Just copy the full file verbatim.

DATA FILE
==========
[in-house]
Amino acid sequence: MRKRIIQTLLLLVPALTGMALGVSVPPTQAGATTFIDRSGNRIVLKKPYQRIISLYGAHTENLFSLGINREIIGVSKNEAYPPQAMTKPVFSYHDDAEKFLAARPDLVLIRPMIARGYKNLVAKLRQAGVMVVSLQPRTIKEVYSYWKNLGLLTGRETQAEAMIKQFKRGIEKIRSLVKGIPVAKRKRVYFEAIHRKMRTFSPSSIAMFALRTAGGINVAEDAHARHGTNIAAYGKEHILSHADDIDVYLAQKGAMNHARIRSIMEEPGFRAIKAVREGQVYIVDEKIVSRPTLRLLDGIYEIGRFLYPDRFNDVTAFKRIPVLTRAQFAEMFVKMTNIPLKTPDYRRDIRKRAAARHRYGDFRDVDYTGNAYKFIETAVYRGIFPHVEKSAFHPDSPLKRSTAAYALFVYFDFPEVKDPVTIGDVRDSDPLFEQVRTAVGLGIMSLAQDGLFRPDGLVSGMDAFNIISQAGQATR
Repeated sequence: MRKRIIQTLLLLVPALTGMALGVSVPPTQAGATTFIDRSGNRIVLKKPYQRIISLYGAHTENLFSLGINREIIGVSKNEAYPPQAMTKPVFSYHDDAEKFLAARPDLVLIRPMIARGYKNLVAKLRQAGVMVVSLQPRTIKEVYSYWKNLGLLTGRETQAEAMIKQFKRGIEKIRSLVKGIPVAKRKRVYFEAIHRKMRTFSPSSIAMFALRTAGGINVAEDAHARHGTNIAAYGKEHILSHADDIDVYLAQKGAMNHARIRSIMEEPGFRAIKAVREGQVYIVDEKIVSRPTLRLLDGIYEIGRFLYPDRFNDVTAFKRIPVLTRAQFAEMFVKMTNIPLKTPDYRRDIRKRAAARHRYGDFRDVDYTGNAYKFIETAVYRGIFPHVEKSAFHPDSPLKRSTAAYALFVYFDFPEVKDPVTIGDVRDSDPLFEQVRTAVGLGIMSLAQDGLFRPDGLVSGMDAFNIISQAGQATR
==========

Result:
[in-house]
Amino acid sequence: MRKRIIQTLLLLVPALTGMALGVSVPPTQAGATTFIDRSGNRIVLKKPYQRIISLYGAHTENLFSLGINREIIGVSKNEAYPPQAMTKPVFSYHDDAEKFLAARPDLVLIRPMIARGYKNLVAKLRQAGVMVVSLQPRTIKEVYSYWKNLGLLTGRETQAEAMIKQFKRGIEKIRSLVKGIPVAKRKRVYFEAIHRKMRTFSPSSIAMFALRTAGGINVAEDAHARHGTNIAAYGKEHILSHADDIDVYLAQKGAMNHARIRSIMEEPGFRAIKAVREGQVYIVDEKIVSRPTLRLLDGIYEIGRFLYPDRFNDVTAFKRIPVLTRAQFAEMFVKMTNIPLKTPDYRRDIRKRAAARHRYGDFRDVDYTGNAYKFIETAVYRGIFPHVEKSAFHPDSPLKRSTAAYALFVYFDFPEVKDPVTIGDVRDSDPLFEQVRTAVGLGIMSLAQDGLFRPDGLVSGMDAFNIISQAGQATR
Repeated sequence: MRKRIIQTLLLLVPALTGMALGVSVPPTQAGATTFIDRSGNRIVLKKPYQRIISLYGAHTENLFSLGINREIIGVSKNEAYPPQAMTKPVFSYHDDAEKFLAARPDLVLIRPMIARGYKNLVAKLRQAGVMVVSLQPRTIKEVYSYWKNLGLLTGRETQAEAMIKQFKRGIEKIRSLVKGIPVAKRKRVYFEAIHRKMRTFSPSSIAMFALRTAGGINVAEDAHARHGTNIAAYGKEHILSHADDIDVYLAQKGAMNHARIRSIMEEPGFRAIKAVREGQVYIVDEKIVSRPTLRLLDGIYEIGRFLYPDRFNDVTAFKRIPVLTRAQFAEMFVKMTNIPLKTPDYRRDIRKRAAARHRYGDFRDVDYTGNAYKFIETAVYRGIFPHVEKSAFHPDSPLKRSTAAYALFVYFDFPEVKDPVTIGDVRDSDPLFEQVRTAVGLGIMSLAQDGLFRPDGLVSGMDAFNIISQAGQATR